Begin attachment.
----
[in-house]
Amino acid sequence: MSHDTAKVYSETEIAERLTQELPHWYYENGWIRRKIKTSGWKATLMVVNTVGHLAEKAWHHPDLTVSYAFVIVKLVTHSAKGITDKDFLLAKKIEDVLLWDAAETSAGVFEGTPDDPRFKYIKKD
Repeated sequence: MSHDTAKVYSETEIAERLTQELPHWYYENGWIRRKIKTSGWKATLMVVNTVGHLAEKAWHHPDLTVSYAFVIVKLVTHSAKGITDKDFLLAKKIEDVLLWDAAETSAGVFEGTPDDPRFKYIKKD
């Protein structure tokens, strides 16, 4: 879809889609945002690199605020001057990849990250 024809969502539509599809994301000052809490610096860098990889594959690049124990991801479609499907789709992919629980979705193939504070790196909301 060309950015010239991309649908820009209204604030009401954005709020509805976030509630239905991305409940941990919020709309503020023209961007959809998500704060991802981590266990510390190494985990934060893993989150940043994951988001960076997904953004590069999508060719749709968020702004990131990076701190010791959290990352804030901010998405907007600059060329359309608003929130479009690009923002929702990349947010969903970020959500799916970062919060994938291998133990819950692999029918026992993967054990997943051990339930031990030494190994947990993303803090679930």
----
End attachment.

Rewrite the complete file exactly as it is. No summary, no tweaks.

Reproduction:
[in-house]
Amino acid sequence: MSHDTAKVYSETEIAERLTQELPHWYYENGWIRRKIKTSGWKATLMVVNTVGHLAEKAWHHPDLTVSYAFVIVKLVTHSAKGITDKDFLLAKKIEDVLLWDAAETSAGVFEGTPDDPRFKYIKKD
Repeated sequence: MSHDTAKVYSETEIAERLTQELPHWYYENGWIRRKIKTSGWKATLMVVNTVGHLAEKAWHHPDLTVSYAFVIVKLVTHSAKGITDKDFLLAKKIEDVLLWDAAETSAGVFEGTPDDPRFKYIKKD
């Protein structure tokens, strides 16, 4: 879809889609945002690199605020001057990849990250 024809969502539509599809994301000052809490610096860098990889594959690049124990991801479609499907789709992919629980979705193939504070790196909301 060309950015010239991309649908820009209204604030009401954005709020509805976030509630239905991305409940941990919020709309503020023209961007959809998500704060991802981590266990510390190494985990934060893993989150940043994951988001960076997904953004590069999508060719749709968020702004990131990076701190010791959290990352804030901010998405907007600059060329359309608003929130479009690009923002929702990349947010969903970020959500799916970062919060994938291998133990819950692999029918026992993967054990997943051990339930031990030494190994947990993303803090679930």